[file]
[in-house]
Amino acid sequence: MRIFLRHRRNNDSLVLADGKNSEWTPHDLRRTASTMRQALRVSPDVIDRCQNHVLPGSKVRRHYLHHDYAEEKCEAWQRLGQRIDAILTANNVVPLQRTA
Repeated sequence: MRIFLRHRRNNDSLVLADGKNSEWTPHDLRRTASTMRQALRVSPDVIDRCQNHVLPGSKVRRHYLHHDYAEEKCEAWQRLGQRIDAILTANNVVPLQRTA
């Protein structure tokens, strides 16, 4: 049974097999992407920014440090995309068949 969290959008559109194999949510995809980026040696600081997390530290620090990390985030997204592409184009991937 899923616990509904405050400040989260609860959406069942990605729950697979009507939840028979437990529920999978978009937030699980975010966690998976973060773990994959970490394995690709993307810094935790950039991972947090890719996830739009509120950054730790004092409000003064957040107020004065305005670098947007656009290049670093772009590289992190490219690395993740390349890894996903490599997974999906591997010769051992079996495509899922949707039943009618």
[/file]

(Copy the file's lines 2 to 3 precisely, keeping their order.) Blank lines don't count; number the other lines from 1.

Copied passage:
Amino acid sequence: MRIFLRHRRNNDSLVLADGKNSEWTPHDLRRTASTMRQALRVSPDVIDRCQNHVLPGSKVRRHYLHHDYAEEKCEAWQRLGQRIDAILTANNVVPLQRTA
Repeated sequence: MRIFLRHRRNNDSLVLADGKNSEWTPHDLRRTASTMRQALRVSPDVIDRCQNHVLPGSKVRRHYLHHDYAEEKCEAWQRLGQRIDAILTANNVVPLQRTA